Stewart hopes latest shot speeds recovery

Stewart hopes latest shot speeds recovery

Stewart hopes latest shot speeds recovery
CHICAGO -- Ian Stewart is hoping this time, the cortisone shot works.

The Cubs third baseman had his left wrist examined Monday at the Cleveland Clinic, and the doctors confirmed the Chicago medical staff's diagnosis that there was nothing structurally wrong. But the doctors at the clinic did show Stewart that he has an impingement between a couple of bones in his hand, which may be pinching the ligaments and causing the discomfort.

"My options now are just to see if this cortisone works and give it four, five days when I'm on the [disabled list] to really let it sink in and work and then slowly get a program going off the tee," Stewart said Wednesday. "If the shot works, then it'll carry me through the season and maybe get another one in another six weeks or so. If it doesn't, then we may have to go the other route. We're just going to see how it feels."

The other route is one Stewart is hoping to avoid, which is surgery. The Cleveland Clinic doctors told Stewart that other ballplayers have had a procedure done, but he'd like to avoid it.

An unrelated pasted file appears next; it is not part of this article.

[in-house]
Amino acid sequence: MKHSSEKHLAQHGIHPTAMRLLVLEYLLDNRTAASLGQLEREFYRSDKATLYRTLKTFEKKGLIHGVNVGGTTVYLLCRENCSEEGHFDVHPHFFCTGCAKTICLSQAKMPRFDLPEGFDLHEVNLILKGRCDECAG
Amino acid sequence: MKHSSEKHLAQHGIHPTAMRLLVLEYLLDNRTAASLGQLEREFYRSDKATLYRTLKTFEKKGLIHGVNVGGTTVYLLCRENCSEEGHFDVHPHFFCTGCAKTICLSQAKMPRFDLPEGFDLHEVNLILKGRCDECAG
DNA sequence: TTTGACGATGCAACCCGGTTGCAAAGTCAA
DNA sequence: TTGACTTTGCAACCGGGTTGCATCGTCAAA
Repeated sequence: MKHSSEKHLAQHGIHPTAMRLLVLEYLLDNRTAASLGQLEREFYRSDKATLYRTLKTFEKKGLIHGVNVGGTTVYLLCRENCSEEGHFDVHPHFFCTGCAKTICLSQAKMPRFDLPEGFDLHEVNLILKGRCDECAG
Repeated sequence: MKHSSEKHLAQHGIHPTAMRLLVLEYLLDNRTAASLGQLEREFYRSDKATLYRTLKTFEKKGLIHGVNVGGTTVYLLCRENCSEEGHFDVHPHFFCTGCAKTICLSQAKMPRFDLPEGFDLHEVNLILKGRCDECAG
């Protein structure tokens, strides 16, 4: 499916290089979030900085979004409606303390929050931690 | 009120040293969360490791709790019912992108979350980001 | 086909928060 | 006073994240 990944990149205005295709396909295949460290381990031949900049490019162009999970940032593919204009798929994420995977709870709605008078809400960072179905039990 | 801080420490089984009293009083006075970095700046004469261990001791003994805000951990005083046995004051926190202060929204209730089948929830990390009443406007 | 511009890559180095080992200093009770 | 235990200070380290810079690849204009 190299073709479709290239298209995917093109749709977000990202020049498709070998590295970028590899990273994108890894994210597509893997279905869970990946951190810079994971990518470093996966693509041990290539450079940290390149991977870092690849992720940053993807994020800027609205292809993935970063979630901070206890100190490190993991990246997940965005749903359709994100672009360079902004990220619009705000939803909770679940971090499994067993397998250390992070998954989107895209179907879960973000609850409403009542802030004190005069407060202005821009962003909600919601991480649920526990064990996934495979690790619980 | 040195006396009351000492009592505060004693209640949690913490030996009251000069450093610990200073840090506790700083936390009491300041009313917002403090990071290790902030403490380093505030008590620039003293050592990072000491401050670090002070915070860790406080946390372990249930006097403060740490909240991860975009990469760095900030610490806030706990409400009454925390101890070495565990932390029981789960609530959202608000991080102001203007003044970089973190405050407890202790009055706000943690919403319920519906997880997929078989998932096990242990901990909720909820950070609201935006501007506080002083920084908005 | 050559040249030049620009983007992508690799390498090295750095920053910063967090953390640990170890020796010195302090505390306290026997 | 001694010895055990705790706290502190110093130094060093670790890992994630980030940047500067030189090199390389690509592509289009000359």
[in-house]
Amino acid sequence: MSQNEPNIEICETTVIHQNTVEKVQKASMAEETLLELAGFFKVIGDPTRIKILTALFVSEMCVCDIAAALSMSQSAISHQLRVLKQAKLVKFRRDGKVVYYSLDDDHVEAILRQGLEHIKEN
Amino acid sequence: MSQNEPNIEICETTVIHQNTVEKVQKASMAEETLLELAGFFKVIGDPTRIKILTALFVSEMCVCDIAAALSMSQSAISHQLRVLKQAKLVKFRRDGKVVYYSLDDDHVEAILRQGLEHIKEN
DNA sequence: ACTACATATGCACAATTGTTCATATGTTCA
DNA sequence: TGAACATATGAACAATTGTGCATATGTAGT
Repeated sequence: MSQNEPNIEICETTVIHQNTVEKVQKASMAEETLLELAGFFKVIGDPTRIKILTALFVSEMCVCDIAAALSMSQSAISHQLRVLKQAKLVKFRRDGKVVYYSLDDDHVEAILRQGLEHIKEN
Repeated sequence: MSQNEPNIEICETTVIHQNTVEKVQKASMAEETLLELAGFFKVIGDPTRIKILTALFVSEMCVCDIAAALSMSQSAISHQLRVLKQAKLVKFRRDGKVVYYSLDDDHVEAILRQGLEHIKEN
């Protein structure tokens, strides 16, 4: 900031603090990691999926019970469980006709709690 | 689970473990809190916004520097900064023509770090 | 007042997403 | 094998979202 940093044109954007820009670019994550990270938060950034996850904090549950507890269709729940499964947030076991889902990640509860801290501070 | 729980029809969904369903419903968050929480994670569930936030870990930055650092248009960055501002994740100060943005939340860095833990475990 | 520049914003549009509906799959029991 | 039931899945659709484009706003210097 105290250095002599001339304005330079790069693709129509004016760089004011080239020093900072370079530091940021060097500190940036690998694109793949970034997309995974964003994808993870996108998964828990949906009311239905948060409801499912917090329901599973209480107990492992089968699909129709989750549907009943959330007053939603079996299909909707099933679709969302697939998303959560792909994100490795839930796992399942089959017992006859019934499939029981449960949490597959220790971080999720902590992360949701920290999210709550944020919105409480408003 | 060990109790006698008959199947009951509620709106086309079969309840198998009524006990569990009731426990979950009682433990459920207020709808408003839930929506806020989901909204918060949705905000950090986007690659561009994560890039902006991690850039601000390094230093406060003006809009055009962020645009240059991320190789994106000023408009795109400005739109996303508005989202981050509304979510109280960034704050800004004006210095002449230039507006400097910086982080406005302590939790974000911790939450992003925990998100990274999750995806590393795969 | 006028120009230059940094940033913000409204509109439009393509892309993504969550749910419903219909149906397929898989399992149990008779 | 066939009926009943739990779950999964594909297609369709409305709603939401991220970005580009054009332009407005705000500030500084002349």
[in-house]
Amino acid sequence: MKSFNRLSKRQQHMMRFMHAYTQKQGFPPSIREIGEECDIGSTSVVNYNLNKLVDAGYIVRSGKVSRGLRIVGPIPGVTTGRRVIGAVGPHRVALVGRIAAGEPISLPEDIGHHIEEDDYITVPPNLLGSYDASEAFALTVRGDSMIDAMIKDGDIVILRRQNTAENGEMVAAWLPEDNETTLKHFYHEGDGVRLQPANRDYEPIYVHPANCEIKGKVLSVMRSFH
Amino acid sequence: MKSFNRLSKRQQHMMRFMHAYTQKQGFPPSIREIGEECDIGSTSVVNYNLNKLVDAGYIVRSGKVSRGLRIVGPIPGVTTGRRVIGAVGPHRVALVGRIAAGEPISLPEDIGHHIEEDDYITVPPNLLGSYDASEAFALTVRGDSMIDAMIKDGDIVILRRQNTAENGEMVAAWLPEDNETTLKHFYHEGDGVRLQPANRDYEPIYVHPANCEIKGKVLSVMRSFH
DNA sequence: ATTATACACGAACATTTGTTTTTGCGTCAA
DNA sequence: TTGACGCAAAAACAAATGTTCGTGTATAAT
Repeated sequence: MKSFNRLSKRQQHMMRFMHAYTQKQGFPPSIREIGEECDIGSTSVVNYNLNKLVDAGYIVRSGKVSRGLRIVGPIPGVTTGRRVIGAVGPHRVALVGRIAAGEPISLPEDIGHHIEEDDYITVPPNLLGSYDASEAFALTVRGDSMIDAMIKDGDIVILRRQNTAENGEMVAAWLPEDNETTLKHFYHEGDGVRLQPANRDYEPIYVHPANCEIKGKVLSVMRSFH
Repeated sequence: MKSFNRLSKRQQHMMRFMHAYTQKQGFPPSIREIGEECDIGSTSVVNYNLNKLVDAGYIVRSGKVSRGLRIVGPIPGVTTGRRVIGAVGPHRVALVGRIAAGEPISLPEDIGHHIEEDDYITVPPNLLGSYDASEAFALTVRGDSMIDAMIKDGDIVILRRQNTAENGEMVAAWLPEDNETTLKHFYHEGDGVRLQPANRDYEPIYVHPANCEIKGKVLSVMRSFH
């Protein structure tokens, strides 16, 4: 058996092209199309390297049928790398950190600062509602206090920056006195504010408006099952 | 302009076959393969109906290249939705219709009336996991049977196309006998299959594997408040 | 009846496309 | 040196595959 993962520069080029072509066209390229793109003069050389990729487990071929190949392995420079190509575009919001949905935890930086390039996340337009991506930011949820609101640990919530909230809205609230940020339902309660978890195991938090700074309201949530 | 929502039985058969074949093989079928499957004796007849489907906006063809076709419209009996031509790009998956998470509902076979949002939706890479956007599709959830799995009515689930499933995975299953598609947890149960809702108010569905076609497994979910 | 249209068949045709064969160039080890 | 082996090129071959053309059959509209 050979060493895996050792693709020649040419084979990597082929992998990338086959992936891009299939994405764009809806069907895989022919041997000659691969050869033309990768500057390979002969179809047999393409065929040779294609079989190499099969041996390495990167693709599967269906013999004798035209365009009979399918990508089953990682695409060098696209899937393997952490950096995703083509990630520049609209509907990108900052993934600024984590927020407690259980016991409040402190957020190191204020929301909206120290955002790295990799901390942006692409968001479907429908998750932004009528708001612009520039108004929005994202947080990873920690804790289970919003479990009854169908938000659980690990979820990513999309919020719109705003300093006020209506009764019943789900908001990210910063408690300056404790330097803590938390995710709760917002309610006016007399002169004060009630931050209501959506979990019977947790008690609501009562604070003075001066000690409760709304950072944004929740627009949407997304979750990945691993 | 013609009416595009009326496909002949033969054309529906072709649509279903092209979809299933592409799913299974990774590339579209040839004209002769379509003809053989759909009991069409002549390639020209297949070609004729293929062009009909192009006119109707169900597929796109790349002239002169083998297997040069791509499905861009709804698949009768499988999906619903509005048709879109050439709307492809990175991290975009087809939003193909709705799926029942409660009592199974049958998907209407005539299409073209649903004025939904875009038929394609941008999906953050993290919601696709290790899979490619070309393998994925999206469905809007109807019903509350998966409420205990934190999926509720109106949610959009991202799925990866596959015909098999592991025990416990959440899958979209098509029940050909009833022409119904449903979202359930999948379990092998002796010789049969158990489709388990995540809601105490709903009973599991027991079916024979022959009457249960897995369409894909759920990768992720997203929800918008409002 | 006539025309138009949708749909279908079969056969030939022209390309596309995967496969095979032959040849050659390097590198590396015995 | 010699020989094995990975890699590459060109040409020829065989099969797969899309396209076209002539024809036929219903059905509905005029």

Stewart injured his left wrist in 2006 on a defensive play, dealt with it, and then aggravated it last August while hitting.

This time, the cortisone was injected into a different spot than other doctors have tried, and Stewart is hoping that helps. He will not do any baseball activities until this weekend, when he hopes to resume hitting off a batting tee.

Will he have to deal with discomfort the rest of the year?

"Hopefully not," Stewart said. "Hopefully, this works and I start playing again and hitting and it's really a non-issue. If it gets to the point where it's affecting my swing still, there are other options we can take, and hopefully we don't have to take that route."

This is his second cortisone shot. He also received one before the Cubs left for a 10-game trip on June 1.

"It's getting annoying," Stewart said. "It's frustrating. It seems like every time I go in, [doctors say] 'Let's give it a shot, and that should work.' It's definitely been something hard for me to deal with. It seems like the needle is a quick fix, and it hasn't been that way. Hopefully, this time it works and I get past this and we move on."